The La Brea Tar Pits in Los Angeles is a treasure trove of information about prehistoric California. Thousands of animals over time were trapped and then preserved in the pits, seemingly for us to study, but so far only one human has been found. Scientists are able to date these remains of extinct species by carbon dating. And they can date the tar itself by its layers of pollen and charcoal trapped as the tar solidified.
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The lack of human remains doesn’t mean people weren’t there- they just learned to avoid the tar. Evidence of humans shows that they were indeed in southern California, with a steep rise in population around 13,200 years ago. That’s when the charcoal layers became more frequent in the timeline, suggesting that human campfires got out of control, or else they purposefully set wildfires to chase animals out for the hunt. Then about 12,900 years ago, many large mammal species suddenly vanished from the fossil record. Could they have been driven out, or driven extinct, by human-caused wildfires? The area was suffering from drought already, which would have both weakened the animals and made the forests more susceptible to fire. Just as Southern California suffers from drought affecting a huge population of humans today. -via Strange Company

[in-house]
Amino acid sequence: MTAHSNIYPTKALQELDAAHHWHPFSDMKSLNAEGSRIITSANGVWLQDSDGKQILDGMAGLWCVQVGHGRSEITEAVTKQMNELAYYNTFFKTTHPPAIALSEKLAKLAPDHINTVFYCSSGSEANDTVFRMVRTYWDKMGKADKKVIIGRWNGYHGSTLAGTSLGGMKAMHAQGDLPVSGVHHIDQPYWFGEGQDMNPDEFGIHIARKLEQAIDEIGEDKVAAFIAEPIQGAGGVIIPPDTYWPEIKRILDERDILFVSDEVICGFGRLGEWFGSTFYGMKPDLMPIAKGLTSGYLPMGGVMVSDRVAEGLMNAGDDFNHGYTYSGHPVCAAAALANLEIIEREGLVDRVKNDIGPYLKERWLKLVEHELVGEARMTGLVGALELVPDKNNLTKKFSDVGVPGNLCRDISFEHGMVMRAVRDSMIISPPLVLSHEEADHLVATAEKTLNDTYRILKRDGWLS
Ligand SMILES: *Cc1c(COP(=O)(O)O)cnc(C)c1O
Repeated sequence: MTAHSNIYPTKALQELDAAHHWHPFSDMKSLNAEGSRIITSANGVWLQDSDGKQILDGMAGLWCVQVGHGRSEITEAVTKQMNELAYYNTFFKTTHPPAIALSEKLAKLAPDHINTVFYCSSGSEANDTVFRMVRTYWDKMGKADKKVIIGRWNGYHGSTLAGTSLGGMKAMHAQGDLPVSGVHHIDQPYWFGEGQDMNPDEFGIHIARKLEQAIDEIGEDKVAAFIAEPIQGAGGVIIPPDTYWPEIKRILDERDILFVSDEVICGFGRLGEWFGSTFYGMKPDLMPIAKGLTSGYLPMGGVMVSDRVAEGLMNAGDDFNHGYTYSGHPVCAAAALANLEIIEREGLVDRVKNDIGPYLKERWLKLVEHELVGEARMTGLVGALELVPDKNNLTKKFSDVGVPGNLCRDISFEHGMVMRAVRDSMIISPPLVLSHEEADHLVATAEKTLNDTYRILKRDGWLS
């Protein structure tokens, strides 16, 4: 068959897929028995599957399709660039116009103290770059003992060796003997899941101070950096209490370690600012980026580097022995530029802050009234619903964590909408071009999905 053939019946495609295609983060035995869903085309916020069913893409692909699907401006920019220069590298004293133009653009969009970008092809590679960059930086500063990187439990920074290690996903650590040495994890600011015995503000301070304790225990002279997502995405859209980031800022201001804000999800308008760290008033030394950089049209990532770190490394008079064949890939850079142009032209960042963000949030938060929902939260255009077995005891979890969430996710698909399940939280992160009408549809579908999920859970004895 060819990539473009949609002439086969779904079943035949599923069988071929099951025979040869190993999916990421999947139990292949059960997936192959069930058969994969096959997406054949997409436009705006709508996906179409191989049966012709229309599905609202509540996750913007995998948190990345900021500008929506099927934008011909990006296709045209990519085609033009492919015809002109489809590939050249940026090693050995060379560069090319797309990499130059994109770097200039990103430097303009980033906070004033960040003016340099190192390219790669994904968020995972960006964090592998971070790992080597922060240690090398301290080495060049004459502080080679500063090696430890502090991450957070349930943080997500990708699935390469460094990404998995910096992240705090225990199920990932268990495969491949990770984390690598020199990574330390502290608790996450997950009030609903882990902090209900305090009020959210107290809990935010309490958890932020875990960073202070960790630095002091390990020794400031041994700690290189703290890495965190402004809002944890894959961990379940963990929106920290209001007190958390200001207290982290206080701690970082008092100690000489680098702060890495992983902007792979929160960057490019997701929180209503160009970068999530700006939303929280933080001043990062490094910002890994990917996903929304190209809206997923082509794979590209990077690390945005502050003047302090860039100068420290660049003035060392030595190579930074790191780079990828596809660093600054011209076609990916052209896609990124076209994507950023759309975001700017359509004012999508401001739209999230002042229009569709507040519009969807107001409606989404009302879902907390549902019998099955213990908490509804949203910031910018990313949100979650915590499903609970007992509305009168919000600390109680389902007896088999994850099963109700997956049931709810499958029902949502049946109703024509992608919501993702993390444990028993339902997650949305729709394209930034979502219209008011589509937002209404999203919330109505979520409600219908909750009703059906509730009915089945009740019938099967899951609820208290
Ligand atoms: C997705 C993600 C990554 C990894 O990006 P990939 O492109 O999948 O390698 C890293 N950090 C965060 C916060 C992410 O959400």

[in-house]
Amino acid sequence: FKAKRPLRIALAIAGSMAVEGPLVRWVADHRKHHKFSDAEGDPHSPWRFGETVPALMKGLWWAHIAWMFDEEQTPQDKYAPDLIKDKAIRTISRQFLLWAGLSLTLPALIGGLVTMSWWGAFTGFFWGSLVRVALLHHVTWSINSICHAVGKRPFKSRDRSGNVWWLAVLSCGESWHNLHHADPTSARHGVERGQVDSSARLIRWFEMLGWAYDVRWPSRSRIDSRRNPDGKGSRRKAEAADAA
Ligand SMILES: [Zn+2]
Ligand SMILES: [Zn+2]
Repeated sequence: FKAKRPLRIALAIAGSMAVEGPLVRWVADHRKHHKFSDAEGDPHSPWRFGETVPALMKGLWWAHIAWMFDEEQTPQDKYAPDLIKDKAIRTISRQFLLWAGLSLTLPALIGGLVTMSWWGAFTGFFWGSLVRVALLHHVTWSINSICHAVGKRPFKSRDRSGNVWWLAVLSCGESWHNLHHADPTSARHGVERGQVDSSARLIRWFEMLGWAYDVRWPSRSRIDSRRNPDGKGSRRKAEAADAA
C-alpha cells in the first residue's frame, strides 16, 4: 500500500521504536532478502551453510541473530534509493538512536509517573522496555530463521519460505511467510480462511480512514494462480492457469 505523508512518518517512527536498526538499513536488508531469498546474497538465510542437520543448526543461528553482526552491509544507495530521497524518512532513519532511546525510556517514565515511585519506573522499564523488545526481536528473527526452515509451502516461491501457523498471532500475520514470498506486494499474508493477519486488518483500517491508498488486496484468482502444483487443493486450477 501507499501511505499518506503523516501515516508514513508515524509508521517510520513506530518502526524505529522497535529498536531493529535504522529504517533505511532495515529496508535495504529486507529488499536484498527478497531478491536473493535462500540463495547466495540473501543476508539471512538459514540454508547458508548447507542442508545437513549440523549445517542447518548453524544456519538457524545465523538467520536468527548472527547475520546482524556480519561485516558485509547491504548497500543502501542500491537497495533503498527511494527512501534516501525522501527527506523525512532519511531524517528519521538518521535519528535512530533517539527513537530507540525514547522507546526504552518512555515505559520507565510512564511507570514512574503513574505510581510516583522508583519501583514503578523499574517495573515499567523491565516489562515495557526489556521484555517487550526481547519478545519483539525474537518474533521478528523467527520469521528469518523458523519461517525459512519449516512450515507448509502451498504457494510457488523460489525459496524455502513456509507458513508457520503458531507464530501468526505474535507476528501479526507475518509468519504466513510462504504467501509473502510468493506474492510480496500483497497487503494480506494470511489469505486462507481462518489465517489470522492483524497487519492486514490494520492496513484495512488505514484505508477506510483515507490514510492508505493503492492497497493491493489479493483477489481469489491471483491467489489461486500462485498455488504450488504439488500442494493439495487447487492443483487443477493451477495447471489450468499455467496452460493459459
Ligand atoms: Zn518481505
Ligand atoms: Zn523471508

(Image credit: Cullen Townsend, Natural History Museum)